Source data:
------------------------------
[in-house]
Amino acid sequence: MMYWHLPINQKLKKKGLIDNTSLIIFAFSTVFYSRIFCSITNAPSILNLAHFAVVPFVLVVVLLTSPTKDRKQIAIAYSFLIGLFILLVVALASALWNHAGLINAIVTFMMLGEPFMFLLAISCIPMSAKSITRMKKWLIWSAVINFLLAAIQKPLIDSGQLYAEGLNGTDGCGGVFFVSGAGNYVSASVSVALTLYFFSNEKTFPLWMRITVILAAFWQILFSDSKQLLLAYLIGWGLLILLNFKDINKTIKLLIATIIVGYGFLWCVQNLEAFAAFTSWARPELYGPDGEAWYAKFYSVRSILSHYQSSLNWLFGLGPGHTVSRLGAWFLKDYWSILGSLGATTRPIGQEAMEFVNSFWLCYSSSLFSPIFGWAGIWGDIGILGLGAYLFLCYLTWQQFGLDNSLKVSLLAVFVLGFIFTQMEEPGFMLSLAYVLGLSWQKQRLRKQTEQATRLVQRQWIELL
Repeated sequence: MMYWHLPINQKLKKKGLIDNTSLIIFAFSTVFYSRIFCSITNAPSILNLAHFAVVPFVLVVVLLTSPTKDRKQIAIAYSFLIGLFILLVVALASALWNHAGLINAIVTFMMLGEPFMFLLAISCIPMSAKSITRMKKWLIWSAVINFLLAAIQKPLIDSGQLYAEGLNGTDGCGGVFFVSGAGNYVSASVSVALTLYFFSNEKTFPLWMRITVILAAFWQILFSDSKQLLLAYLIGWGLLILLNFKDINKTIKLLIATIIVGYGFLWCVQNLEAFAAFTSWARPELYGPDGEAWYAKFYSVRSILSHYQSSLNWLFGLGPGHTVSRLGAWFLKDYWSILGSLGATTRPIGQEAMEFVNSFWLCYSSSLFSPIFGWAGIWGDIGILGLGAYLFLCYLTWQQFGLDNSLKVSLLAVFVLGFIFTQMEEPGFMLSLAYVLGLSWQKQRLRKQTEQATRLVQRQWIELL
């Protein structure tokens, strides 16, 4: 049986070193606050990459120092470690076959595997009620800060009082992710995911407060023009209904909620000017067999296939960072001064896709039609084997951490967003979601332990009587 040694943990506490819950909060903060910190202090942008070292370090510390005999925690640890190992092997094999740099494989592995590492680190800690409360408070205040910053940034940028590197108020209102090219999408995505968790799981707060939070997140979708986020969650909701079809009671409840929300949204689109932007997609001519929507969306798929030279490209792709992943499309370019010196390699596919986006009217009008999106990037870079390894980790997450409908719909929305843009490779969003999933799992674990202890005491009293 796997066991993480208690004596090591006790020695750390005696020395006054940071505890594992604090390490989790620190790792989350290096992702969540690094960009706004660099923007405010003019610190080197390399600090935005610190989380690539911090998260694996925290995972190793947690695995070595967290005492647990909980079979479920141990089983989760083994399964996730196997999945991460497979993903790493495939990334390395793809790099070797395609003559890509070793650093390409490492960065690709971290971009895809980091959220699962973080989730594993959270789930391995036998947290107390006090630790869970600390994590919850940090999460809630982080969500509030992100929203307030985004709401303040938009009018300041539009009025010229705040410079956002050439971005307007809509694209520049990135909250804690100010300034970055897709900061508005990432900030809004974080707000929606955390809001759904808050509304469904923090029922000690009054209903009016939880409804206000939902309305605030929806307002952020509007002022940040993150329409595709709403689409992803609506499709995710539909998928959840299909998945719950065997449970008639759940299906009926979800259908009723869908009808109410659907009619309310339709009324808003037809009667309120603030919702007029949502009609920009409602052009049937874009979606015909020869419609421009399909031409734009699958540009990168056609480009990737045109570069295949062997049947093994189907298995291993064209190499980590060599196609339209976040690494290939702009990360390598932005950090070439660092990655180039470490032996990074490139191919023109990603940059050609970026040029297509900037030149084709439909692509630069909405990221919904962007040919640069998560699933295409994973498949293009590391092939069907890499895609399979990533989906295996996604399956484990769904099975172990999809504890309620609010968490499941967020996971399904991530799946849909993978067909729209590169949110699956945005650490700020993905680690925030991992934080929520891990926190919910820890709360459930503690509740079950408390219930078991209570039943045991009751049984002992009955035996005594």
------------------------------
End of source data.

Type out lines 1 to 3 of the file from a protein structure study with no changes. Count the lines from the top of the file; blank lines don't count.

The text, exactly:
[in-house]
Amino acid sequence: MMYWHLPINQKLKKKGLIDNTSLIIFAFSTVFYSRIFCSITNAPSILNLAHFAVVPFVLVVVLLTSPTKDRKQIAIAYSFLIGLFILLVVALASALWNHAGLINAIVTFMMLGEPFMFLLAISCIPMSAKSITRMKKWLIWSAVINFLLAAIQKPLIDSGQLYAEGLNGTDGCGGVFFVSGAGNYVSASVSVALTLYFFSNEKTFPLWMRITVILAAFWQILFSDSKQLLLAYLIGWGLLILLNFKDINKTIKLLIATIIVGYGFLWCVQNLEAFAAFTSWARPELYGPDGEAWYAKFYSVRSILSHYQSSLNWLFGLGPGHTVSRLGAWFLKDYWSILGSLGATTRPIGQEAMEFVNSFWLCYSSSLFSPIFGWAGIWGDIGILGLGAYLFLCYLTWQQFGLDNSLKVSLLAVFVLGFIFTQMEEPGFMLSLAYVLGLSWQKQRLRKQTEQATRLVQRQWIELL
Repeated sequence: MMYWHLPINQKLKKKGLIDNTSLIIFAFSTVFYSRIFCSITNAPSILNLAHFAVVPFVLVVVLLTSPTKDRKQIAIAYSFLIGLFILLVVALASALWNHAGLINAIVTFMMLGEPFMFLLAISCIPMSAKSITRMKKWLIWSAVINFLLAAIQKPLIDSGQLYAEGLNGTDGCGGVFFVSGAGNYVSASVSVALTLYFFSNEKTFPLWMRITVILAAFWQILFSDSKQLLLAYLIGWGLLILLNFKDINKTIKLLIATIIVGYGFLWCVQNLEAFAAFTSWARPELYGPDGEAWYAKFYSVRSILSHYQSSLNWLFGLGPGHTVSRLGAWFLKDYWSILGSLGATTRPIGQEAMEFVNSFWLCYSSSLFSPIFGWAGIWGDIGILGLGAYLFLCYLTWQQFGLDNSLKVSLLAVFVLGFIFTQMEEPGFMLSLAYVLGLSWQKQRLRKQTEQATRLVQRQWIELL